Global Voices At The Fourth Edition Of Chair Poetry Evenings, Kolkata’s International Poetry Festival

 By Suroopa Chatterjee

Creativity emerges in times of strife and turmoil through poetry, writings, art and celluloid. The last two years of human tragedy and triumphs gave way to continued pourings from creative artists and poetry has especially been active in uniting humanity through different ways and platforms. Kolkata was once again the beneficiary of some sensitive verses of global poets with Chair Literary Trust organizing its fourth edition of Chair Poetry Evenings-Kolkata’s International Poetry Festival with an impressive lineup in English and global languages keeping in tune to the festival ethos of poetry being universal sans language or geographical barriers. The festival had gone partially offline and online from 21st to 24th November 2021.

Literary figures from UK, USA, Brazil, France, Sudan, Lithuania and different parts of India enthralled poetry affiianadoes all through the four days.

‘The Chair Poetry Evenings’ is a celebration of varied poetic voices from all across the world. Transcending national, geographical, cultural and linguistic boundaries, the celebration, ultimately, is of poetry beyond language. 

In today’s conflict-ridden, pandemic stricken rugged times, poetry as the frontier of human conscience strives to keep the humane concerns alive. Poetry, in a sense, is an anti-thesis to terror and destruction, stated Tushar Dhawal Singh, Poet and Festival Director, Chair Poetry Evenings on an opening day.

The poets participating this year are highly acclaimed and are here to offer us insights into the human conditions of existence, aspirations and forebodings. With an urge to make the world a better place to live in, we hope we shall be able to touch the softer parts of human consciousness”, he added.

What emerged from the poetic renditions on day one was that most of the participants were poets and fine storytellers with award-winning poet Ruth Padel reading with gentle eloquence verses from her book Emerald and stating that poetry tries to touch and seek something of value, often giving a voice to the unheard.  Three sensitive poetry films were next presented by 2019 Pulitzer Prize winner in Poetry Forrest Gander.  A bilingual poet from Manipur Robin Singh Ngangom went on to narrate some evocative poetry on his own personal journeys, reflections from his boyhood days. French and Occitan poet Aurélia Lassaque read poems in French and Occitan, a  language especially concentrated around Southern France, parts of Spain, and Italy. The day closed with a poetry reading by US poet radio host editor, Lois P Jones who shared a few poems inspired by the life of Spanish poet Frederico Garcia Lorca.

Day two had a mix of English and native language poetry with poet-writer-photographer Octavio Quintanilla from St Antonio, Texas reading poems in English and Spanish. Pondicherry based poet Gayatri Majumdar read poems In English some inspired by pandemic and some from nostalgic reflections. US-based Lithuanian poet Rimas Uzgiris recited verses that spoke of the immigrant story. Joining from  Austria was Egyptian Sudanese writer-poet Tarek Eltayebwho read his verses in Arabic, his mother tongue. The last speaker was SJ Fowler from London who shared some of his experimental poetry.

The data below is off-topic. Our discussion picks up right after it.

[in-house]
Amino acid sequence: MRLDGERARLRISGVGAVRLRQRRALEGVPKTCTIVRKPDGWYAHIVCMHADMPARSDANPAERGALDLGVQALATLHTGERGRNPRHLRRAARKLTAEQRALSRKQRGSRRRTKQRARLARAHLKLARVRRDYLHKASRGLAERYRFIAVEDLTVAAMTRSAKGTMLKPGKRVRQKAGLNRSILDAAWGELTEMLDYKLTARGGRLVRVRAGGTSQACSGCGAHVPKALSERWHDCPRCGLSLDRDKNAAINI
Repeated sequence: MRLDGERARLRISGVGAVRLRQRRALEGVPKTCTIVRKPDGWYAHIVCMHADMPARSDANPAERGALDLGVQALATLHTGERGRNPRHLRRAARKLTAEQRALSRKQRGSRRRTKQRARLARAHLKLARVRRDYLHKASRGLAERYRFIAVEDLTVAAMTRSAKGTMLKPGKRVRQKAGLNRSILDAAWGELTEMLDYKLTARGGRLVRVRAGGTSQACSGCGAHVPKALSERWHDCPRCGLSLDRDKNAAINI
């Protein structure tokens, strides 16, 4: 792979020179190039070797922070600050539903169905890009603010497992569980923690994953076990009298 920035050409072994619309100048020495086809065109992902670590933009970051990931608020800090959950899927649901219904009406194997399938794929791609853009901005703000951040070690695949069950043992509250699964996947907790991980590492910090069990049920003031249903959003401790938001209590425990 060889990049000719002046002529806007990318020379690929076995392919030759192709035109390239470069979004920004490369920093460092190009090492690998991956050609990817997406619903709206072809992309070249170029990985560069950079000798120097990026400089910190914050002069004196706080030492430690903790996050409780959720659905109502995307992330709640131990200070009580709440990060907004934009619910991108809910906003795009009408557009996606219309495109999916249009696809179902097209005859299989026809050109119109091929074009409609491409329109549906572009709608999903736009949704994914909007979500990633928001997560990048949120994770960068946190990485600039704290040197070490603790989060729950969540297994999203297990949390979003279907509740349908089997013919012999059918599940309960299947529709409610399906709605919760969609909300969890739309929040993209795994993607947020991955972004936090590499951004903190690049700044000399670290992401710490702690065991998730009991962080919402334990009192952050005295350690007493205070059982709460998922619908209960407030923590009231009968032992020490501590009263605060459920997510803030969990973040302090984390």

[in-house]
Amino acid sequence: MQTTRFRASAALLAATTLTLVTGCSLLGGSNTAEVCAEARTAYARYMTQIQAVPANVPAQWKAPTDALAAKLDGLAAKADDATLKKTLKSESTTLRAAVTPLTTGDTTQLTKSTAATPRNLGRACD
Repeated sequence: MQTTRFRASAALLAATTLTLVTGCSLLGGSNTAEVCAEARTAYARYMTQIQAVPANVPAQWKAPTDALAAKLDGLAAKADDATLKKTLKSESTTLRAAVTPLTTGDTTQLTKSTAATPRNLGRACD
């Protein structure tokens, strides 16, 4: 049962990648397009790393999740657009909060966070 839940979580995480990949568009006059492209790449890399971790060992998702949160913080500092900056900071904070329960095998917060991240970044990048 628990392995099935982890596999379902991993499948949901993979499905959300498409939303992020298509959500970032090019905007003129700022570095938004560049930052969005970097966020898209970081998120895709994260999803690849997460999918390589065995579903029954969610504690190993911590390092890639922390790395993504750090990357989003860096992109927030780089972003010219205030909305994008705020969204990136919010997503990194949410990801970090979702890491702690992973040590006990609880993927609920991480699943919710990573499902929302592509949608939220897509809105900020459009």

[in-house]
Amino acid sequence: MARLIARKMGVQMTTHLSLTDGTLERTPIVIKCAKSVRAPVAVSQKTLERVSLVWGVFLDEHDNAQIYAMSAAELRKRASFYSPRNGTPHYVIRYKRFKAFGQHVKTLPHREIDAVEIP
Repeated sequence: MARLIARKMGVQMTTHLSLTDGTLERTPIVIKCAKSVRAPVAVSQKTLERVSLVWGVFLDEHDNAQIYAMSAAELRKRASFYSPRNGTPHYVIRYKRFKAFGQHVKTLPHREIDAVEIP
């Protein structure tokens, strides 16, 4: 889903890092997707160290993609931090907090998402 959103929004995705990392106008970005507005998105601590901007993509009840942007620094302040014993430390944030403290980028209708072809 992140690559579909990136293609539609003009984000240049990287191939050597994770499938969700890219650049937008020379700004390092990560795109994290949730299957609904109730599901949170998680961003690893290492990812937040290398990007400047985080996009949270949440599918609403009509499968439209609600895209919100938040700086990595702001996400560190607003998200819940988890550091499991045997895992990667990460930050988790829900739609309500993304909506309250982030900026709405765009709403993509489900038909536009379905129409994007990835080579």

Day three was a session of  regional language poets with Patna born bureaucrat poet Muzaffar Abdali reciting some poignant ghazals and nazms. Following him was Bhojpur born Badrinarayan who read four poems in Hindi. Baby Shaw a young poet from Jhargram recited her beautiful Bengali poems captivating the listeners. Sahitya Akademi awardee Anamika presented a  few of her moving poems. Swami Antar Nirav was the last poet to read a few of his beautiful works in his native Punjabi.

The final day drew to a close with Poona-born Oxfordshire resident freelance journalist, writer, and poet Farrukh Dhondy reading some of his translated verses of Rumi and a few others .Next to read some of her poems on contemporary issues was poet Aditi Basu Roy . Following her was Rajasthan-born Hindi poet Prabhat who shared a few of his beautiful thought provoking compositions . Poet, essayist and columnist Chaitali Chattopadhyay read some of her poems . The evening and finale ended with a very moving poetry film by Marcio-Andre de Sousa Haz, poet, a multimedia artist from Rio de Janeiro.

 “We’ve been on a never-ending effort to raise literary awareness among the masses through poetry. Our audience has witnessed the sound of poetry in several languages since the beginning. This year’s festival takes us a step further in understanding the beauty of language poetry, with English language poets from the United Kingdom, the United States, and India, as well as Urdu, Hindi, Bengali, Occitan, Sudanese, Egyptian, and Spanish poets presenting their muse through their languages. In 2022, we’ll host more events with more such poets, allowing us to take a dip into the enticing ocean of poetry”, stated Sonnet Mondal, Poet and Festival Director, Chair Poetry Evenings.

The festival plans to have a series of programmes in the coming year with participation in World Book Fair in Delhi, the Kolkata Book Fair in 2022, organise poetry workshops in schools and start on its poet in residence programme.

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